Day Trips & Beyond: SeaWorld San Antonio

Swimming with the animals

This summer SeaWorld in San Antonio opened Discovery Point, a chance for guests to don wetsuits and wade into the pool with the male Atlantic bottlenose dolphins.

When guests enter the pool it’s time to learn the dolphin’s language. The smart and curious creatures at SeaWorld’s new Discovery Point know dozens of commands. (Photos by Gerald E. McLeod)

Fathom is a real charmer. The 18-year-old dolphin in SeaWorld’s new dolphin encounter pool seemed as curious of the humans who waded out to meet him as they were of him. Up close the 8-foot-long dolphin’s skin is darker than it appears from a distance. His skin feels like slick rubber.

Jeanie, Fathom’s trainer, explained that the San Antonio theme park has 21 bottlenose dolphins, including Fathom’s 50-year-old father. Dolphins are naturally curious and have very individual personalities. At any time during the encounter, Fathom was free to wander off, but he always came back for a fish treat and a little belly rubbing.

Two-year-old Gilly, one of Fathom’s pool mates, was a rescued dolphin from the Texas coast. He was found tangled in a gill net near Mustang Island. After being nursed back to health, it was determined that Gilly wouldn’t be able to be released back into the wild because he had become too accustomed to humans.

More Than a Water Park

Chris Bellows, vice president of zoological operations at SeaWorld San Antonio, says the Texas facility has been involved in more than 28,000 animal rescues. SeaWorld works closely with the Texas Marine Mammal Stranding Network. “Our goal is to rescue, rehabilitate, and return the animal to the wild whenever possible,” he says.

Recently, SeaWorld personnel were involved with a dolphin rescue in the Sabine River just above Beaumont, Bellows said. Two young male dolphins were spotted much farther up the river than dolphins normally go. By the time wildlife experts got to the pair to try to coax them back to the coast, one of the two had been killed by an arrow. The other would not leave its friend’s body. The team from SeaWorld helped catch the young dolphin from the brackish water. “He was tagged and released in the Gulf off Sea Rim State Park,” Bellows said.

Bellows, who has worked for SeaWorld for 34 years, says most of the key staff has been with the organization for many years. “Taking care of the animals means hauling a lot of poop,” he says. “But it’s an experience of a lifetime and a passion for most of us.”

Clyde the sea lion acts like a cross between a large puppy and a rambunctious teenager. He and Matt, his trainer, make their work look like play.

Making Friends With the Mammals

SeaWorld adds the dolphin program to other visits that allow one-on-one contact with the sea lions and beluga whales. Each is more than a meet-and-greet. Guests actually learn about the animals and develop a greater appreciation of their beauty.

At the sea lion tank, Jason and Matt were excited to tell visitors about the sleek animals. The water is colder than at the dolphin tank and the sea lion was rambunctious, like a jittery pre-teenager. “People like it when the sea lions exhibit a little bit of their personalities during the shows,” Matt said as he stroked Clyde, the friendly sea lion. “Sometimes they have a mind of their own.”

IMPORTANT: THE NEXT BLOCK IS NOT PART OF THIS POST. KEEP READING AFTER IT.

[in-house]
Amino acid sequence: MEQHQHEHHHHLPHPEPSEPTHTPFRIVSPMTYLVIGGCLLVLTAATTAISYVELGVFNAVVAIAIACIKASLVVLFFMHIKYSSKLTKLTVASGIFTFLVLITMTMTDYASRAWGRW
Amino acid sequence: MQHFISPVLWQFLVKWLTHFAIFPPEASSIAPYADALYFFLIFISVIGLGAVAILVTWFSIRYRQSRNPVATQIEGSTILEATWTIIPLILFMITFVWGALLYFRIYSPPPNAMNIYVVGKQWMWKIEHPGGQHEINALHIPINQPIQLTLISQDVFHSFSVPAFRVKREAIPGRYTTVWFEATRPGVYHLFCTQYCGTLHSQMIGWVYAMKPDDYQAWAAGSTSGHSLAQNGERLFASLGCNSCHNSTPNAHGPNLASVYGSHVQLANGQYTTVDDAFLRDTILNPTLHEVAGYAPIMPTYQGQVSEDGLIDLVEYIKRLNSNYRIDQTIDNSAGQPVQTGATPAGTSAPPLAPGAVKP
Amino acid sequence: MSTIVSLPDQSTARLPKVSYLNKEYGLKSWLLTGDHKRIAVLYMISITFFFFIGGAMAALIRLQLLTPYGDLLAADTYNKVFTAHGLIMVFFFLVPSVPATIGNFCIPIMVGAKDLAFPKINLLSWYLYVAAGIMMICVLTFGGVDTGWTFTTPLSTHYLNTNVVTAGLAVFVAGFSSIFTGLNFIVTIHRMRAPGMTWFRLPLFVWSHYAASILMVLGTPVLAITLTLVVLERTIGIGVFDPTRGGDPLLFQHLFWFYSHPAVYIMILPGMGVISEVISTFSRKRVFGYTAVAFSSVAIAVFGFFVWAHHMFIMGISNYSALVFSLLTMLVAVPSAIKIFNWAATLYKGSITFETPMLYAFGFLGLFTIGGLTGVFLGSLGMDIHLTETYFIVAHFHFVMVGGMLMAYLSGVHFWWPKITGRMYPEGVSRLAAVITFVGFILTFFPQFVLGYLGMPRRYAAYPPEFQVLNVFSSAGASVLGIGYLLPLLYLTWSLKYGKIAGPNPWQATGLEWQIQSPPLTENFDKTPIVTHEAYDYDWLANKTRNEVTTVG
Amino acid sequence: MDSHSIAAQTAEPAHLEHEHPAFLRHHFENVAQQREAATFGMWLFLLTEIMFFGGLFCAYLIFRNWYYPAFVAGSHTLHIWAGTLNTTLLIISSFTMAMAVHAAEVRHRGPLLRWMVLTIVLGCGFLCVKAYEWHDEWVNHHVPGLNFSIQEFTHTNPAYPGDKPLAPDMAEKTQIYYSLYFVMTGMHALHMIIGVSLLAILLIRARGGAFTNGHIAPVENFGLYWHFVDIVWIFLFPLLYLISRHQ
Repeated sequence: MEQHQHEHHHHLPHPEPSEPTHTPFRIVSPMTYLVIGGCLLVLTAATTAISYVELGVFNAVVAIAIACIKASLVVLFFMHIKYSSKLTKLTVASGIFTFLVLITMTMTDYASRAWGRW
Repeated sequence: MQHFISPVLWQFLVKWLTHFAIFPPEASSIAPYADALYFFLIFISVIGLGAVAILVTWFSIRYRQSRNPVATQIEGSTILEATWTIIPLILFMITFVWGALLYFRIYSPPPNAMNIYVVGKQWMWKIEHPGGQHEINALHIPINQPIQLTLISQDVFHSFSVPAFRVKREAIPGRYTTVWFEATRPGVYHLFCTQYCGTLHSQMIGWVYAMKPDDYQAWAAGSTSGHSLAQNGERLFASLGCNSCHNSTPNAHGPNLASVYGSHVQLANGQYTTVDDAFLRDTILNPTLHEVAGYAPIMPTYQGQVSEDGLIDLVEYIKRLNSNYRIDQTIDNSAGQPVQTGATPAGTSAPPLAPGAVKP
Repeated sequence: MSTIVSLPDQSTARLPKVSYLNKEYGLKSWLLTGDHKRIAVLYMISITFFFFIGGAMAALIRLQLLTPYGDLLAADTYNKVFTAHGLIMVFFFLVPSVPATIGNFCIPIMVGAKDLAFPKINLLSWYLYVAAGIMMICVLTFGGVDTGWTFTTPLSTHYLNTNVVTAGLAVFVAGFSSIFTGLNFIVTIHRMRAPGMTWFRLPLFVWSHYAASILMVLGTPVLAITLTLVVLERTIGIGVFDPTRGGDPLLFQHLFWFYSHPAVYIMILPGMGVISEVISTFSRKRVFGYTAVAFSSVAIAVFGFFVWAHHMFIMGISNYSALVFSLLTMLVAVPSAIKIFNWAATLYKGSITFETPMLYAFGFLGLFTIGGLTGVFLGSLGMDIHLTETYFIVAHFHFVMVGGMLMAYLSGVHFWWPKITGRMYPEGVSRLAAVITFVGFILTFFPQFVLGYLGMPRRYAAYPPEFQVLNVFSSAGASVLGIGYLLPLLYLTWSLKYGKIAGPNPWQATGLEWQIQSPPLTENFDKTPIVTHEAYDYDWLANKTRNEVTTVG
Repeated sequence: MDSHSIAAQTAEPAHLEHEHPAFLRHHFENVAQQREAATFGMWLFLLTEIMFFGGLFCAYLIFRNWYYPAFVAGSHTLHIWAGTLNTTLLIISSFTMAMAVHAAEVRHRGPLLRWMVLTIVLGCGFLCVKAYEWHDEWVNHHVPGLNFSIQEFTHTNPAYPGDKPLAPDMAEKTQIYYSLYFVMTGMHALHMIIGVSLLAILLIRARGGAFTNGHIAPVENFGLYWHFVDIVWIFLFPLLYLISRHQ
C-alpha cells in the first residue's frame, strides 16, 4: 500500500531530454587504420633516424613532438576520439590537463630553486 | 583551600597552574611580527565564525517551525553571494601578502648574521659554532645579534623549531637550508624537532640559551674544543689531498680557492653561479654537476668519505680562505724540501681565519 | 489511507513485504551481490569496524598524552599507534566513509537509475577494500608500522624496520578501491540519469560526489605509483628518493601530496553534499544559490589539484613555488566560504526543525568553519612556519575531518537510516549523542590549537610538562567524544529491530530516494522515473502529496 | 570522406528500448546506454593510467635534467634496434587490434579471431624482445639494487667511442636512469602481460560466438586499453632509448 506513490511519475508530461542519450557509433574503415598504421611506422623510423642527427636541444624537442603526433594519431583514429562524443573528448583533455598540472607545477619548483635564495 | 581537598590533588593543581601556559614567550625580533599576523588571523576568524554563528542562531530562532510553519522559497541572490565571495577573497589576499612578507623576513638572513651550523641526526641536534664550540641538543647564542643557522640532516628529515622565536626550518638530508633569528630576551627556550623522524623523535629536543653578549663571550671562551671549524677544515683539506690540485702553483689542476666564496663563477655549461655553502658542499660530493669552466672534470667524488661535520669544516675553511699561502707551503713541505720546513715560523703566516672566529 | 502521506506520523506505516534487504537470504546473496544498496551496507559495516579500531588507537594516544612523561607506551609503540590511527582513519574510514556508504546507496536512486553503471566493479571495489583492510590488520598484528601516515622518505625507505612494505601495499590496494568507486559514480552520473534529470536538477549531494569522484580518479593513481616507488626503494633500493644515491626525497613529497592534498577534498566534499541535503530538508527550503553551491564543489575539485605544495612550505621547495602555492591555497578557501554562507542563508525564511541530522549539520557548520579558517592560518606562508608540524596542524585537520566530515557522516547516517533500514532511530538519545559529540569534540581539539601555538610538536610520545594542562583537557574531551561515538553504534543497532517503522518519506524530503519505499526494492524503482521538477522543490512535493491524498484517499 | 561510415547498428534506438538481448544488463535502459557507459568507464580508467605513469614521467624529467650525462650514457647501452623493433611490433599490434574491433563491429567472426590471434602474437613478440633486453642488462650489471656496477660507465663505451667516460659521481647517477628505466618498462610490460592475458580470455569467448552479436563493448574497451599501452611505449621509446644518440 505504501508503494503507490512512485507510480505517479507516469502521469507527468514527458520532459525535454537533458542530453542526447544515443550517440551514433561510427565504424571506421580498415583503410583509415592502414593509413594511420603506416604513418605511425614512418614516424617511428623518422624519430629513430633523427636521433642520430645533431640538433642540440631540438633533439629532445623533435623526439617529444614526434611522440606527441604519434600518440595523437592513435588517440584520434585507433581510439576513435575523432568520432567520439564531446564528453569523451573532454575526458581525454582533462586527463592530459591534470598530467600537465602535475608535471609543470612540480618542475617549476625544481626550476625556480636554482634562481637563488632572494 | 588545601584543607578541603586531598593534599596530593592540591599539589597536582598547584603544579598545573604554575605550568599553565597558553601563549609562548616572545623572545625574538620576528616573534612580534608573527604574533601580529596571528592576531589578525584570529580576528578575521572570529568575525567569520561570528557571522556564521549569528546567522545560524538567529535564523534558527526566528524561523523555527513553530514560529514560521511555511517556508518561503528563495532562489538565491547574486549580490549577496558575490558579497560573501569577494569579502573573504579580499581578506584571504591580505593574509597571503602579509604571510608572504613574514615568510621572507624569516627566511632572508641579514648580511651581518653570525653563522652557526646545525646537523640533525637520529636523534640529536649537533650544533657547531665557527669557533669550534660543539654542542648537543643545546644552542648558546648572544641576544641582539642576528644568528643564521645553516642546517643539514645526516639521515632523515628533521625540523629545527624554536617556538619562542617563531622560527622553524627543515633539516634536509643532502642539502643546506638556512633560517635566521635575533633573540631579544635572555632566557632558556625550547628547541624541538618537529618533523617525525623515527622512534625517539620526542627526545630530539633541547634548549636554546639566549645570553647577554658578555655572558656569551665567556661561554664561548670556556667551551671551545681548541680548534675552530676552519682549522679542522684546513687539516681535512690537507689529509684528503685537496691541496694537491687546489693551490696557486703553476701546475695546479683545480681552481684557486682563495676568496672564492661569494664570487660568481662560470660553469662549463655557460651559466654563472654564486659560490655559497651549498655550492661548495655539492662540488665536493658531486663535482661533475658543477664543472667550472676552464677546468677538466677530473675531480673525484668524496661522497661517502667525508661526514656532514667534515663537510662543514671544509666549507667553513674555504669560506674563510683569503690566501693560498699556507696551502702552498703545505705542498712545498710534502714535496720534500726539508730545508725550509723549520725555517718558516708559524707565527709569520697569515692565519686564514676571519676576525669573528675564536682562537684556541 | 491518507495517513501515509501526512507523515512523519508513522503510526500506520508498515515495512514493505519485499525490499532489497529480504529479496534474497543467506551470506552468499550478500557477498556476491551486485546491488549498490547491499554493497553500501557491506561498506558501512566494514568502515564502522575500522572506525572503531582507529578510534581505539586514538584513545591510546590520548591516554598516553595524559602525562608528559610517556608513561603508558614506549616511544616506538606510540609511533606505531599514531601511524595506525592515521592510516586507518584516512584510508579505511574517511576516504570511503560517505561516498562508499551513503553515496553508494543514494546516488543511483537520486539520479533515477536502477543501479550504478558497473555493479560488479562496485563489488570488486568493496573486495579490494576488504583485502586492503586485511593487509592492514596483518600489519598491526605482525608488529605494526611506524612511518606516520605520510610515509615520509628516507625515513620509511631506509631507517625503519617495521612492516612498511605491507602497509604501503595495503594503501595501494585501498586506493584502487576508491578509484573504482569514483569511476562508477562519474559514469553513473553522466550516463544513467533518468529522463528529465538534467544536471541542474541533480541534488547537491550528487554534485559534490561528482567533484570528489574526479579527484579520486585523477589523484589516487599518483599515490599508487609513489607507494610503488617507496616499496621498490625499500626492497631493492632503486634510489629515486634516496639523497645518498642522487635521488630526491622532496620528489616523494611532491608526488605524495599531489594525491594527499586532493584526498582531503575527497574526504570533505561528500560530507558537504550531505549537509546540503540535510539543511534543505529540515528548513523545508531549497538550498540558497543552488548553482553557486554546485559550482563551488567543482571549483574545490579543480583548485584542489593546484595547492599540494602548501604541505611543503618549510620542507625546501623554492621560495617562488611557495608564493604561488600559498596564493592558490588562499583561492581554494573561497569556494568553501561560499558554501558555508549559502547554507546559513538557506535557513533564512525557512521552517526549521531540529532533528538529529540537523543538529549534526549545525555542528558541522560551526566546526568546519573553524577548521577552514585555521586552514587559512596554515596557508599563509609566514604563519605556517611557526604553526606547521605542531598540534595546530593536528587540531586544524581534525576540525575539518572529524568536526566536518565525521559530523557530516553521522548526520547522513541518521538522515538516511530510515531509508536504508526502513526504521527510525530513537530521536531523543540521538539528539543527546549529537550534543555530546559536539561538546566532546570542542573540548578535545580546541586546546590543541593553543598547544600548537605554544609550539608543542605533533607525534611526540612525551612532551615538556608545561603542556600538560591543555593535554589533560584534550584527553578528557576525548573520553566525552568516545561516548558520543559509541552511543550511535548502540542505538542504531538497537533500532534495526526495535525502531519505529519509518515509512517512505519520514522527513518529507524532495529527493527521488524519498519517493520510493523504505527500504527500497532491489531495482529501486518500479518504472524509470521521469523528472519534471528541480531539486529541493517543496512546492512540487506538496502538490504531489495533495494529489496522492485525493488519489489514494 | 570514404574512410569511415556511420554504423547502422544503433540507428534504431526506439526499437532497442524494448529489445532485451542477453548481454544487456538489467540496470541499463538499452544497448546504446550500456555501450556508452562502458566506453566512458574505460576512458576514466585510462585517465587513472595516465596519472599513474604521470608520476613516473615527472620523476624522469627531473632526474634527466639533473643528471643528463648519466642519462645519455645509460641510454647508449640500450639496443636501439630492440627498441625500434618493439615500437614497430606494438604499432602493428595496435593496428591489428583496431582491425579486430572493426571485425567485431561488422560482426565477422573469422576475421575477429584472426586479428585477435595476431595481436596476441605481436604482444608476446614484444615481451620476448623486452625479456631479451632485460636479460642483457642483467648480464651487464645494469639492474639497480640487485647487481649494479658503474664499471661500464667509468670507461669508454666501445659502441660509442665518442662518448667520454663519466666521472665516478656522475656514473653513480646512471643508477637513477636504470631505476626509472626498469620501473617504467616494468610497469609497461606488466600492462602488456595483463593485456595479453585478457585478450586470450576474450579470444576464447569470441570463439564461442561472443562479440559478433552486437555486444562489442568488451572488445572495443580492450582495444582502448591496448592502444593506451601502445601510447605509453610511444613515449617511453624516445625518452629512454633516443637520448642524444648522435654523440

The black sea lion with large white whiskers was almost puppy-like in his behavior as he swam back and forth, checking out the new humans at the tank. He and Matt were like playmates as they swam together around the pool.

The sea lion has thick, coarse fur, kind of like a short-haired dog. The fish treats that Matt tossed were positive reinforcement. The chubby guy looked like he had never missed a meal of a bucket of fish. Matt says that the day for the sea lions is always something different. Some days they’re in the show, then some days they're not. “We mix it up. No two days are the same for them,” Matt says.

It is hard to know what a beluga whale is thinking with their perpetual smile. They are very social animals and can be very comical with their facial expressions.

At the beluga whale tank the large whales were as curious as their dolphin cousins. A group of guests was in the water with a cream white beluga. SeaWorld San Antonio has seven belugas ranging in age from 2 to 38 years old. That big bulb on their forehead is soft and squishy. This is part of their sonar system to identify prey.

Getting to meet these beautiful animals up close is an amazing and exhilarating experience. Besides the animal shows, the park offers amusement park rides and aquariums. The animal encounters cost in addition to park admission.


Gerald McLeod has been traveling around Texas and beyond for his "Day Trips" column for the past 24 years. Keep up to date with his journeys on his archive page. Day Trips, Vol. 2, a book of "Day Trips," is available for $8.95, plus $3.05 for shipping, handling, and tax. Mail to: Day Trips, PO Box 40312, South Austin, TX 78704.

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KEYWORDS FOR THIS POST

SeaWorld, San Antonio, Discovery Point, bluenose dolphin, beluga whale

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